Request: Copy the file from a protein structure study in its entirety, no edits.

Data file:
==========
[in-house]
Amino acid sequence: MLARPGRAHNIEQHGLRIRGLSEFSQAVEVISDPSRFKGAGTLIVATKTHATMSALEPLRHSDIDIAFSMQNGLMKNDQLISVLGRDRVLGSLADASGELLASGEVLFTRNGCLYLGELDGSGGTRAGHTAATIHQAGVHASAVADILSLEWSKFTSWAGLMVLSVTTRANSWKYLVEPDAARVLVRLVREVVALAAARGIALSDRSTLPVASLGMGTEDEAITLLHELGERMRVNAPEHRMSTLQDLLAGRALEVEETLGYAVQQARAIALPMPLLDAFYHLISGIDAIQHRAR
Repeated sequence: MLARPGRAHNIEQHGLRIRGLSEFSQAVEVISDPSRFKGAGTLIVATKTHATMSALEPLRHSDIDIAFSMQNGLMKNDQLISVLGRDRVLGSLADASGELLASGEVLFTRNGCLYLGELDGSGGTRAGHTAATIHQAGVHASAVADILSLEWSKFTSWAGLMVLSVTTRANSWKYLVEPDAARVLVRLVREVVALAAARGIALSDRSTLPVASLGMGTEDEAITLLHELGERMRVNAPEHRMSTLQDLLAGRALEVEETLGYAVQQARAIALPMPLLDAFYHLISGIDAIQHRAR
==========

[in-house]
Amino acid sequence: MLARPGRAHNIEQHGLRIRGLSEFSQAVEVISDPSRFKGAGTLIVATKTHATMSALEPLRHSDIDIAFSMQNGLMKNDQLISVLGRDRVLGSLADASGELLASGEVLFTRNGCLYLGELDGSGGTRAGHTAATIHQAGVHASAVADILSLEWSKFTSWAGLMVLSVTTRANSWKYLVEPDAARVLVRLVREVVALAAARGIALSDRSTLPVASLGMGTEDEAITLLHELGERMRVNAPEHRMSTLQDLLAGRALEVEETLGYAVQQARAIALPMPLLDAFYHLISGIDAIQHRAR
Repeated sequence: MLARPGRAHNIEQHGLRIRGLSEFSQAVEVISDPSRFKGAGTLIVATKTHATMSALEPLRHSDIDIAFSMQNGLMKNDQLISVLGRDRVLGSLADASGELLASGEVLFTRNGCLYLGELDGSGGTRAGHTAATIHQAGVHASAVADILSLEWSKFTSWAGLMVLSVTTRANSWKYLVEPDAARVLVRLVREVVALAAARGIALSDRSTLPVASLGMGTEDEAITLLHELGERMRVNAPEHRMSTLQDLLAGRALEVEETLGYAVQQARAIALPMPLLDAFYHLISGIDAIQHRAR